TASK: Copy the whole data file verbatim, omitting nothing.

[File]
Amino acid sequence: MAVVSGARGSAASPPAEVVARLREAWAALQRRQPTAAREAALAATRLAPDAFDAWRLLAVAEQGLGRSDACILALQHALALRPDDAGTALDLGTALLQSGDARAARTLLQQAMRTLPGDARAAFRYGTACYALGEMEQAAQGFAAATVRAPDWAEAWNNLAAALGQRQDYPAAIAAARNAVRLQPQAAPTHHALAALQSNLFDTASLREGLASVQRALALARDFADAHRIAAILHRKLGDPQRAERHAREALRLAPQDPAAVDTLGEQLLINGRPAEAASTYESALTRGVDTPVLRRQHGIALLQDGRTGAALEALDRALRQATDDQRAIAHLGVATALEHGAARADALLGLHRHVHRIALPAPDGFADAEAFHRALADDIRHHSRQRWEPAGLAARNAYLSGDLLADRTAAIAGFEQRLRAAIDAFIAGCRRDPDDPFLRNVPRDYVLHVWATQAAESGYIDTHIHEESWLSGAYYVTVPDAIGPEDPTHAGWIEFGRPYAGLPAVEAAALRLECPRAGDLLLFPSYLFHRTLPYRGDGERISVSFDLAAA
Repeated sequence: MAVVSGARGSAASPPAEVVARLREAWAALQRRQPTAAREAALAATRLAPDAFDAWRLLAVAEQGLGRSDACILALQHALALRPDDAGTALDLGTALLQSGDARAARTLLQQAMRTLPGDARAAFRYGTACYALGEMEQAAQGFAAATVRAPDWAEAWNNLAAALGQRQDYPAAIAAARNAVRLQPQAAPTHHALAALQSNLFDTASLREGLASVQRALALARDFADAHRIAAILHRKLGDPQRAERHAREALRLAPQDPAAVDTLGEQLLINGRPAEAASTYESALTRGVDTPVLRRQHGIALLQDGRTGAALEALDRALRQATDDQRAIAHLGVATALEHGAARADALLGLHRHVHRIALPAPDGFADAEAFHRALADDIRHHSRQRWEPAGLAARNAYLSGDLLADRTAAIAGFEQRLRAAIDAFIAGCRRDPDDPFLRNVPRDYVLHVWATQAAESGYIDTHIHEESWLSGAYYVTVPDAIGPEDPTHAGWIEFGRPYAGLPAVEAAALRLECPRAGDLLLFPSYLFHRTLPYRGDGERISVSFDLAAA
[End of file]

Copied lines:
Amino acid sequence: MAVVSGARGSAASPPAEVVARLREAWAALQRRQPTAAREAALAATRLAPDAFDAWRLLAVAEQGLGRSDACILALQHALALRPDDAGTALDLGTALLQSGDARAARTLLQQAMRTLPGDARAAFRYGTACYALGEMEQAAQGFAAATVRAPDWAEAWNNLAAALGQRQDYPAAIAAARNAVRLQPQAAPTHHALAALQSNLFDTASLREGLASVQRALALARDFADAHRIAAILHRKLGDPQRAERHAREALRLAPQDPAAVDTLGEQLLINGRPAEAASTYESALTRGVDTPVLRRQHGIALLQDGRTGAALEALDRALRQATDDQRAIAHLGVATALEHGAARADALLGLHRHVHRIALPAPDGFADAEAFHRALADDIRHHSRQRWEPAGLAARNAYLSGDLLADRTAAIAGFEQRLRAAIDAFIAGCRRDPDDPFLRNVPRDYVLHVWATQAAESGYIDTHIHEESWLSGAYYVTVPDAIGPEDPTHAGWIEFGRPYAGLPAVEAAALRLECPRAGDLLLFPSYLFHRTLPYRGDGERISVSFDLAAA
Repeated sequence: MAVVSGARGSAASPPAEVVARLREAWAALQRRQPTAAREAALAATRLAPDAFDAWRLLAVAEQGLGRSDACILALQHALALRPDDAGTALDLGTALLQSGDARAARTLLQQAMRTLPGDARAAFRYGTACYALGEMEQAAQGFAAATVRAPDWAEAWNNLAAALGQRQDYPAAIAAARNAVRLQPQAAPTHHALAALQSNLFDTASLREGLASVQRALALARDFADAHRIAAILHRKLGDPQRAERHAREALRLAPQDPAAVDTLGEQLLINGRPAEAASTYESALTRGVDTPVLRRQHGIALLQDGRTGAALEALDRALRQATDDQRAIAHLGVATALEHGAARADALLGLHRHVHRIALPAPDGFADAEAFHRALADDIRHHSRQRWEPAGLAARNAYLSGDLLADRTAAIAGFEQRLRAAIDAFIAGCRRDPDDPFLRNVPRDYVLHVWATQAAESGYIDTHIHEESWLSGAYYVTVPDAIGPEDPTHAGWIEFGRPYAGLPAVEAAALRLECPRAGDLLLFPSYLFHRTLPYRGDGERISVSFDLAAA